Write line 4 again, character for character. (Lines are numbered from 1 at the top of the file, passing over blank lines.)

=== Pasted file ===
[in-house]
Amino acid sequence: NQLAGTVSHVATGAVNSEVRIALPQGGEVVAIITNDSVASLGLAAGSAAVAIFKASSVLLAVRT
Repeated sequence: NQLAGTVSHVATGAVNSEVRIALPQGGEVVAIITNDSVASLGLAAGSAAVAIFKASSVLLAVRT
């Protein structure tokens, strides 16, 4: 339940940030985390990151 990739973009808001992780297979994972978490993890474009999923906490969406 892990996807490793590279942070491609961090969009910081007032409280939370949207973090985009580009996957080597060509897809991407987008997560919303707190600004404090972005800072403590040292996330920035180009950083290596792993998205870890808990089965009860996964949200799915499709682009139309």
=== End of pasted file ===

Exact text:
């Protein structure tokens, strides 16, 4: 339940940030985390990151 990739973009808001992780297979994972978490993890474009999923906490969406 892990996807490793590279942070491609961090969009910081007032409280939370949207973090985009580009996957080597060509897809991407987008997560919303707190600004404090972005800072403590040292996330920035180009950083290596792993998205870890808990089965009860996964949200799915499709682009139309």